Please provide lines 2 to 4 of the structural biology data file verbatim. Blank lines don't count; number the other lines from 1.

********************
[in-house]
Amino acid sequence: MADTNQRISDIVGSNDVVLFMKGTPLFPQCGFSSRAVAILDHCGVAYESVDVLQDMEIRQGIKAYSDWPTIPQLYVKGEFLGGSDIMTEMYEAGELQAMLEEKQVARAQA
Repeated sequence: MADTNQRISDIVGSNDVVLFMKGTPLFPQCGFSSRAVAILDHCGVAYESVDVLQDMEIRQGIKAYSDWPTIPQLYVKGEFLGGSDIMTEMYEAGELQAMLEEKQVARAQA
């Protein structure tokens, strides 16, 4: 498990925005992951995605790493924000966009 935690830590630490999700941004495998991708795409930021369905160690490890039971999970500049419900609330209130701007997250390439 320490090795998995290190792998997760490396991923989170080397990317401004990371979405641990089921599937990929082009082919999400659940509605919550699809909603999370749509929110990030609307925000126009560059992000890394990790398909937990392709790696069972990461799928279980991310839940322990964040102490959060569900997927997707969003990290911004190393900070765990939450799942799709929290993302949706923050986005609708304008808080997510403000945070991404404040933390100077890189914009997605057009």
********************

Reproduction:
Amino acid sequence: MADTNQRISDIVGSNDVVLFMKGTPLFPQCGFSSRAVAILDHCGVAYESVDVLQDMEIRQGIKAYSDWPTIPQLYVKGEFLGGSDIMTEMYEAGELQAMLEEKQVARAQA
Repeated sequence: MADTNQRISDIVGSNDVVLFMKGTPLFPQCGFSSRAVAILDHCGVAYESVDVLQDMEIRQGIKAYSDWPTIPQLYVKGEFLGGSDIMTEMYEAGELQAMLEEKQVARAQA
């Protein structure tokens, strides 16, 4: 498990925005992951995605790493924000966009 935690830590630490999700941004495998991708795409930021369905160690490890039971999970500049419900609330209130701007997250390439 320490090795998995290190792998997760490396991923989170080397990317401004990371979405641990089921599937990929082009082919999400659940509605919550699809909603999370749509929110990030609307925000126009560059992000890394990790398909937990392709790696069972990461799928279980991310839940322990964040102490959060569900997927997707969003990290911004190393900070765990939450799942799709929290993302949706923050986005609708304008808080997510403000945070991404404040933390100077890189914009997605057009």